DOW CHEMICAL CANADA INC v NOVA CHEMICALS CORPORATION, 2015 ABQB 2
3.68: Court options to deal with significant deficiencies
5.10: Subsequent disclosure of records
5.11: Order for record to be produced
5.2: When something is relevant and material
6.11: Evidence at application hearings
The Plaintiffs brought two Applications to: (i) direct the Defendant to produce documents; and (ii) strike the Defendant’s defence for failure to comply with Orders. The underlying dispute pertained to production and operation issues relating to two ethylene plants owned by the Defendant, and one plant jointly owned by both parties.
The documents which the Plaintiff sought to have the Defendant produce included records about the productive capability to optimize ethylene production of one of the plants, conversion of the Plaintiff’s ethylene and spreadsheets calculating daily distribution of ethylene. Chief Justice Wittmann stated that Rule 5.2 is applicable to both production of records and Questioning, with relevance being primarily determined by reference to the Pleadings, and materiality by whether information can assist in proving a fact in issue. Wittmann C.J. was not satisfied that additional relevant and material records existed or, if they did exist, that they had been withheld by the Defendant.
The Court then addressed the Application to Strike for the failure to produce relevant and material documents in a timely manner as ordered in the Case Management Orders. His Lordship noted that the Application was governed specifically by Rules 3.68(4)(b)(ii) and (iii).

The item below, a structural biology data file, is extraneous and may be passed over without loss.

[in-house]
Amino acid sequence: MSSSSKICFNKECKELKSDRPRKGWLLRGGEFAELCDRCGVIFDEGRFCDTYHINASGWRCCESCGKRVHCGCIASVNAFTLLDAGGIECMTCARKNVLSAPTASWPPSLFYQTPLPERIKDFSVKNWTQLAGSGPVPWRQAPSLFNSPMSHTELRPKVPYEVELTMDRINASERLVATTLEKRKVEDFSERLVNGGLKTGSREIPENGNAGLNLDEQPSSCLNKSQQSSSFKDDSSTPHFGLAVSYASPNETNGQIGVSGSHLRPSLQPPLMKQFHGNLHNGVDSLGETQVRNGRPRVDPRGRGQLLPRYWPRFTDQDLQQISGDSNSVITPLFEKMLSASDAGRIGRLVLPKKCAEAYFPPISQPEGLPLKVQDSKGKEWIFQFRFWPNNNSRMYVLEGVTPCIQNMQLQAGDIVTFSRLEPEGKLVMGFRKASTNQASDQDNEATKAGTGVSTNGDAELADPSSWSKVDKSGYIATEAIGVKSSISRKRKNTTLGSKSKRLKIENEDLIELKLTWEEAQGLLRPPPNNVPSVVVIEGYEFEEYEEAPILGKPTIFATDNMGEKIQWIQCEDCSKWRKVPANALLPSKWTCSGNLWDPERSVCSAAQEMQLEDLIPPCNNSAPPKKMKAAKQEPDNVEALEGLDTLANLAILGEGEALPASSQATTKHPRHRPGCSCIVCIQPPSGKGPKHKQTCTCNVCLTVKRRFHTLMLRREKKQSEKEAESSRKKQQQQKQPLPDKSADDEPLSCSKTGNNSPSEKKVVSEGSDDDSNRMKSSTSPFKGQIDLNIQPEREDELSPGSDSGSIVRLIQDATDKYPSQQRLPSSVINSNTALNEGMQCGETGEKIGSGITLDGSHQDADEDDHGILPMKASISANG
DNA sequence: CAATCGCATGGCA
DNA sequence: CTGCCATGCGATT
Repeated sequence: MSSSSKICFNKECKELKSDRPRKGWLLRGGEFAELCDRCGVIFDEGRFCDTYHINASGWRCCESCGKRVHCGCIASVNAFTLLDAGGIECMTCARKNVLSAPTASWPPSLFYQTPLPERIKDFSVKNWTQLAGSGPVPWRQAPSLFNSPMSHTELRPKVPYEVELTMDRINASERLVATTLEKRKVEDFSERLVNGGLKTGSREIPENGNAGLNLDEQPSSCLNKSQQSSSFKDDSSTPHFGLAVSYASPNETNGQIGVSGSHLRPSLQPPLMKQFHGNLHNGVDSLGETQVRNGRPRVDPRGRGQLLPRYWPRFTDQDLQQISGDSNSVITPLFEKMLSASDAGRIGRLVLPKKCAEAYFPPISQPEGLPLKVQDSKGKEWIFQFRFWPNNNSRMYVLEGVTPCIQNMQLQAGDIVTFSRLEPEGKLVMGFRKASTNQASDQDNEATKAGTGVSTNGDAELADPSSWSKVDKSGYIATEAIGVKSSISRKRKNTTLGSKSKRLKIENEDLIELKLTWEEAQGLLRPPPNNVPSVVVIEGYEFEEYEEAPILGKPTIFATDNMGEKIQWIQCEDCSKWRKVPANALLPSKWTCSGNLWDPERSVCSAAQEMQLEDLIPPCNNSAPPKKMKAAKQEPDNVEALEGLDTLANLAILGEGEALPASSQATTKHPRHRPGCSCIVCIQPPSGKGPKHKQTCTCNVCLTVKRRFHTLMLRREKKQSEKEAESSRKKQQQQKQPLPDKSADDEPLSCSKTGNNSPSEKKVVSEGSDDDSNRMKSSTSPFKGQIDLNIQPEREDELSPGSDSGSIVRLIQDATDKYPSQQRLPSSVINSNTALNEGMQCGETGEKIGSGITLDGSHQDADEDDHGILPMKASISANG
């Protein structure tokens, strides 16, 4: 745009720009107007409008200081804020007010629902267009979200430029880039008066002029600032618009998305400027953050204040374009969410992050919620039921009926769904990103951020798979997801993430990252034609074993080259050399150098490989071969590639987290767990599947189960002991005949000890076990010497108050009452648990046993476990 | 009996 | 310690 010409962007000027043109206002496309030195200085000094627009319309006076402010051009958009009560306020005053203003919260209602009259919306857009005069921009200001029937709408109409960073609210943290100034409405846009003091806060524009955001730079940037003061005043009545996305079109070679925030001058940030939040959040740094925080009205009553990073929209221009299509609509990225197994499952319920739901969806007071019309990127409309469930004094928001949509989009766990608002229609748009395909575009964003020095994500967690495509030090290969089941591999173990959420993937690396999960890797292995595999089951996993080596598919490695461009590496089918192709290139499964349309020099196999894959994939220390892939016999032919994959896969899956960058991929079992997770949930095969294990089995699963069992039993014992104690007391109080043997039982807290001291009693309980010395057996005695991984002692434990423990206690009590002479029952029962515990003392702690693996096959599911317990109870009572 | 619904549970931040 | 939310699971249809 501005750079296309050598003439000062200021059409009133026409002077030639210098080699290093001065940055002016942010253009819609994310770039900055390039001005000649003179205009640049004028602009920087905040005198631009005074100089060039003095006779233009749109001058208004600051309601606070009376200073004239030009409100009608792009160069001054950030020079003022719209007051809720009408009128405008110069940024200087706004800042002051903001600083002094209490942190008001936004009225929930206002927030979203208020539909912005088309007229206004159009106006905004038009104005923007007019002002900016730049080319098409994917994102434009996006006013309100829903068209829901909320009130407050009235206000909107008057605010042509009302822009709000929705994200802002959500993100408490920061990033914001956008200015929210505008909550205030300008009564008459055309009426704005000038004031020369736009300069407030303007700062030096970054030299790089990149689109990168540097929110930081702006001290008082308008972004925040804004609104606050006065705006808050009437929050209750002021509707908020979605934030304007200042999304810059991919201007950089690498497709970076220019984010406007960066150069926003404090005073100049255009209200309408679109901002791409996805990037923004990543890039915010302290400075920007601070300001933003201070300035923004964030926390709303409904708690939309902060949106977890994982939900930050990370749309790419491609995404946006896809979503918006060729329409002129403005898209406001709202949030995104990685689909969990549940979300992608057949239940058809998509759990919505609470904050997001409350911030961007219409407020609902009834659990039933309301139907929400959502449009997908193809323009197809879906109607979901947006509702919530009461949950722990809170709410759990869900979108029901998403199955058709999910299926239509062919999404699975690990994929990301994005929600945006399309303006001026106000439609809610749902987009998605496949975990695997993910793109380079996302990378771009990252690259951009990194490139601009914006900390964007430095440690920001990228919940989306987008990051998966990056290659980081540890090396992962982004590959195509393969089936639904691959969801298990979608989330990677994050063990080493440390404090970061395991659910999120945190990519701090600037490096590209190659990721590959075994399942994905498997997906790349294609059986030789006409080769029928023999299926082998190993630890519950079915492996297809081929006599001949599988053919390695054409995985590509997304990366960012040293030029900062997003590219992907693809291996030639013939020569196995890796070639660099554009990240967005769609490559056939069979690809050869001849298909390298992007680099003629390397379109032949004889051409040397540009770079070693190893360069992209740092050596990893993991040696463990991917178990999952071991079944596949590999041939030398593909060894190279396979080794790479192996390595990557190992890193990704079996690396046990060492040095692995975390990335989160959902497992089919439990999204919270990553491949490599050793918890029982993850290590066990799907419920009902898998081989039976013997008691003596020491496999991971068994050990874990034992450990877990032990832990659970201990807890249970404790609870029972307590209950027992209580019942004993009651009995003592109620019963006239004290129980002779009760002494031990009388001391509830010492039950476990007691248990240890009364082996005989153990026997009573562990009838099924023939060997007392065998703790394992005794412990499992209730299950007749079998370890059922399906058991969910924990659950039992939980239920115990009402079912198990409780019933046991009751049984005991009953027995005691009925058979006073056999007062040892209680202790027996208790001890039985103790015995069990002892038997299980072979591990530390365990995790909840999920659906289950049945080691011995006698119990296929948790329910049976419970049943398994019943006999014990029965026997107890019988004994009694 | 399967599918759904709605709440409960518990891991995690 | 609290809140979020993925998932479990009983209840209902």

Under Rule 3.68(4)(b), the Applicant needed to prove that the Defendant failed to do an act it was required to do without sufficient cause. The Defendant argued it had diligently complied with its duty to disclose its records and, for any records not disclosed in a timely manner, there was sufficient cause. Both parties agreed that all the materials before the Court could be considered for this Application. The Plaintiff identified a number of records which were not produced, but it did not identify whether any of those documents were relevant and material to the issues. The Plaintiff did not cross-examine the Defendant’s Affiants after the Defendant filed three Affidavits in opposition to the Application to Strike, but the Plaintiff then attempted to impugn the evidence contained in the Affidavits. The Court exercised its discretion to discount the evidence relied on by the Plaintiff. Under the circumstances, both Applications were dismissed.View CanLII Details